In a particularly preferred embodiment of the method of the present invention the pre-formed particles are prepared by a combination of EPD and dip coating. This combination produces pre-formed particles having a plate-like physical form or small hollow tubes.

10 As varying the geometries of the pre-formed particles results in ceramic coatings having different microstructures and therefore different mechanical and thermal properties the choice of method for preparing the pre-formed particles can be used to influence the properties of the ceramic coating. For example, the thickness and aspect ratio of the plate-like particles can be adjusted by varying the 15 slurry/suspension concentration, deposition time and deposition rate The present invention adopts a'bricks and mortar'approach whereby the pre- formed particles are the'bricks'and the slurry/suspension of nano-sized particles is the'mortar'.

A key step in the method of the present invention is the concentration of the nano-suspension to a nano-slurry with a desired solid loading. The nano-slurry tends to be in the form of a paste. The nano-suspension is preferably concentrated by way of freeze drying or heat drying in either air or vacuum.

5 The solid loading of the nano-slurry is preferably 20 to 60 wt%.

The ratio of the pre-formed particles to the nano-sized particles is in the range from 1: 5 to 1: 1 and preferably is 2: 5 on a dry weight basis. Once concentrated, the paste is preferably stored in a sealed container in order that the paste does not dry out prematurely.

10 In order to aid application of the paste to the substrate and change the rheology of the paste any of the following may be added to the paste either alone or in combination; water, at least one polar dispersing medium such as ethanol and at least one polymeric surfactant/binder. Suitable polymeric surfactants/binders include poly- methacrylic acid (PMAA), poly-methylmethacrylate (PMMA), polyvinyl alcohol and 15 methyl cellulose. Such polymeric surfactants/binders may be added to the paste in quantities upto about 5% w/w. The use of pastes having differently shaped preformed particles enables the pore architecture of the coatings to be manipulated. Such manipulation leads to distinctive thermal conductivity of the coatings. For example the use of plate-like pre-formed particles produced by EPD gives rise to a coating having a parallel pore structure and a relatively lower thermal conductivity. In contrast to this, the use of pre-formed particles with irregular shapes gives rise to a coating having a random pore structure and therefore a relatively higher thermal conductivity. The coatings of the present invention may have a thermal conductivity 5 less than 1.0 w/m°C and a porosity of more than 30 vol%. Typical plasma sprayed TBC's have been found to have a thermal conductivity of 1.22 w/m°C.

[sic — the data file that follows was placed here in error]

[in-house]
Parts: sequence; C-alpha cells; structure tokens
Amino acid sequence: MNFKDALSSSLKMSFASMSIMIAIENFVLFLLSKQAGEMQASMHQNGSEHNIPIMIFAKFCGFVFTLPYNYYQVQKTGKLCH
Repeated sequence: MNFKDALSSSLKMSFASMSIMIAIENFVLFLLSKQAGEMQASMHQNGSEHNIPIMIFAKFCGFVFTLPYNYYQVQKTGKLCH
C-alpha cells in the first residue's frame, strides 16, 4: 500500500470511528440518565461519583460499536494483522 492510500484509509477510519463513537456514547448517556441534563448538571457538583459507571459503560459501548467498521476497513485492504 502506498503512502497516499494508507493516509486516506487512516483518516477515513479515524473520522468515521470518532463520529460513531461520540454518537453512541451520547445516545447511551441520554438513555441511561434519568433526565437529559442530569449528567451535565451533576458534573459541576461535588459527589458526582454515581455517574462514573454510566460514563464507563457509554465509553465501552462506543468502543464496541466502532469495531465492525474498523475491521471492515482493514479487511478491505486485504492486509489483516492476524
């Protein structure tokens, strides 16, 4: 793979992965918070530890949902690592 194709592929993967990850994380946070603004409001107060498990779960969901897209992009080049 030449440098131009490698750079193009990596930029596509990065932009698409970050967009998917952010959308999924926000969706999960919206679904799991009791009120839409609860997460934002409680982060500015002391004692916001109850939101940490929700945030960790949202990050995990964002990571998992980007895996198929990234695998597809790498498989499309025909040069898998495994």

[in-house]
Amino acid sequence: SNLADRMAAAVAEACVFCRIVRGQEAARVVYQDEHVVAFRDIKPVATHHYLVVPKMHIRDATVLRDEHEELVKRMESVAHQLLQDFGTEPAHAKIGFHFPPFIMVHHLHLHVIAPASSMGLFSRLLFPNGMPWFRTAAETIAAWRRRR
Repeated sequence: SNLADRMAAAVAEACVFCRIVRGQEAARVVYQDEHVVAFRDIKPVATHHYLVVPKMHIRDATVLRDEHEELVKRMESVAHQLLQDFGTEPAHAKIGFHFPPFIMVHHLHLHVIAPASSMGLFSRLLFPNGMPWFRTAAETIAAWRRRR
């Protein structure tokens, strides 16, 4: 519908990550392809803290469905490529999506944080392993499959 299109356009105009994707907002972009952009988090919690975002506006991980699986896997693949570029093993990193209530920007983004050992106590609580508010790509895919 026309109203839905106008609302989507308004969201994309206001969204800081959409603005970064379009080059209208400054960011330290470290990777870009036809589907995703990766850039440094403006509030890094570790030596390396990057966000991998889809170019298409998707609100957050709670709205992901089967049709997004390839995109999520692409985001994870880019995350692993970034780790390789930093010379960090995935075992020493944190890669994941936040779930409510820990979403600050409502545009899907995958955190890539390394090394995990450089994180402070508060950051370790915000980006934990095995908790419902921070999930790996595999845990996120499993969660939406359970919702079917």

It has long been thought that the relatively low thermal conductivity of TBC's produced by PS and EBPVD techniques is due to the meta-stable tetragonal phase of zirconia present in the coating. However, the coatings of the present invention 10 comprise only stable phases i. e. tetragonal and cubic phases. Thus, the coatings have no meta-stable phase, but still have a lower thermal conductivity than plasma sprayed coatings.

The coating composition of the present invention may be used to provide a multi-layered ceramic coating. Furthermore, each coat may comprise pre-formed 15 particles having different architecture. For example, a paste comprising pre-formed particles having a plate like structure may be applied to a substrate and following heat treatment of that paste a second paste comprising irregularly shaped pre-formed particles may be applied thereto and heat treated The green coating of the method of the present invention may be heat treated at any temperature in the range from 300 to 1200°C. However, heat treatment at 500°C produces a ceramic coating which exhibits good strength and adhesion.

In order to increase the coating integrity and improve the coating/substrate 5 adhesion, the coating is preferably infiltrated with an infiltration media after its heat treatment.

The infiltration media may be a suspension or a slurry.

Advantageously, this infiltration modifies the porosity of the coating and increases the inter-particle connectivity between the pre-formed particles of the 10 coating.

The infiltration process preferably takes place in a pressure chamber at a pressure preferably greater than lMPa. However, prior to infiltration the chamber is vacuum-pumped in order to eliminate air and/or absorbed gas species from the pores of the green coating.